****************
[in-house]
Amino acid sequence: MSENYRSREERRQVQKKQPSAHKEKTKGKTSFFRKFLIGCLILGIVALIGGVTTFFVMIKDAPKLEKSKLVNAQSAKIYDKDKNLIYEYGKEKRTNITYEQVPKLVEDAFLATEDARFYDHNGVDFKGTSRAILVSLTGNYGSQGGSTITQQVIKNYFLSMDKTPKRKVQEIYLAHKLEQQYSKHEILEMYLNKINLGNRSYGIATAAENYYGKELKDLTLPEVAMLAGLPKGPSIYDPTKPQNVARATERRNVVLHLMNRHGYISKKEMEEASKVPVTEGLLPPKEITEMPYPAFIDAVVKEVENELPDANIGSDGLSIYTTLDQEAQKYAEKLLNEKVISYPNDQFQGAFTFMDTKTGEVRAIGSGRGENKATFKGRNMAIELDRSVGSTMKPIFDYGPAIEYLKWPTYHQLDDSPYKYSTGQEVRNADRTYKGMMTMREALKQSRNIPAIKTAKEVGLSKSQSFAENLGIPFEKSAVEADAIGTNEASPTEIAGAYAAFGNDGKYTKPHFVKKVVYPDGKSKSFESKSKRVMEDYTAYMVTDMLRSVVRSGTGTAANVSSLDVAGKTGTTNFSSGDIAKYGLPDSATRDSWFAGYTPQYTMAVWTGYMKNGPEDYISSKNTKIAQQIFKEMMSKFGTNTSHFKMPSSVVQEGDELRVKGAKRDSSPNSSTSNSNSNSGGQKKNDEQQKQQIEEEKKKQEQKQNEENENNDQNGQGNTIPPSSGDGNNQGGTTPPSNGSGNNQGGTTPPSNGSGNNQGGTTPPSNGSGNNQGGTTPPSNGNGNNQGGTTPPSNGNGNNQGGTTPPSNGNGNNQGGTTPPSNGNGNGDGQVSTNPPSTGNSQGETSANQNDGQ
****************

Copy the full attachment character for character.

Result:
[in-house]
Amino acid sequence: MSENYRSREERRQVQKKQPSAHKEKTKGKTSFFRKFLIGCLILGIVALIGGVTTFFVMIKDAPKLEKSKLVNAQSAKIYDKDKNLIYEYGKEKRTNITYEQVPKLVEDAFLATEDARFYDHNGVDFKGTSRAILVSLTGNYGSQGGSTITQQVIKNYFLSMDKTPKRKVQEIYLAHKLEQQYSKHEILEMYLNKINLGNRSYGIATAAENYYGKELKDLTLPEVAMLAGLPKGPSIYDPTKPQNVARATERRNVVLHLMNRHGYISKKEMEEASKVPVTEGLLPPKEITEMPYPAFIDAVVKEVENELPDANIGSDGLSIYTTLDQEAQKYAEKLLNEKVISYPNDQFQGAFTFMDTKTGEVRAIGSGRGENKATFKGRNMAIELDRSVGSTMKPIFDYGPAIEYLKWPTYHQLDDSPYKYSTGQEVRNADRTYKGMMTMREALKQSRNIPAIKTAKEVGLSKSQSFAENLGIPFEKSAVEADAIGTNEASPTEIAGAYAAFGNDGKYTKPHFVKKVVYPDGKSKSFESKSKRVMEDYTAYMVTDMLRSVVRSGTGTAANVSSLDVAGKTGTTNFSSGDIAKYGLPDSATRDSWFAGYTPQYTMAVWTGYMKNGPEDYISSKNTKIAQQIFKEMMSKFGTNTSHFKMPSSVVQEGDELRVKGAKRDSSPNSSTSNSNSNSGGQKKNDEQQKQQIEEEKKKQEQKQNEENENNDQNGQGNTIPPSSGDGNNQGGTTPPSNGSGNNQGGTTPPSNGSGNNQGGTTPPSNGSGNNQGGTTPPSNGNGNNQGGTTPPSNGNGNNQGGTTPPSNGNGNNQGGTTPPSNGNGNGDGQVSTNPPSTGNSQGETSANQNDGQ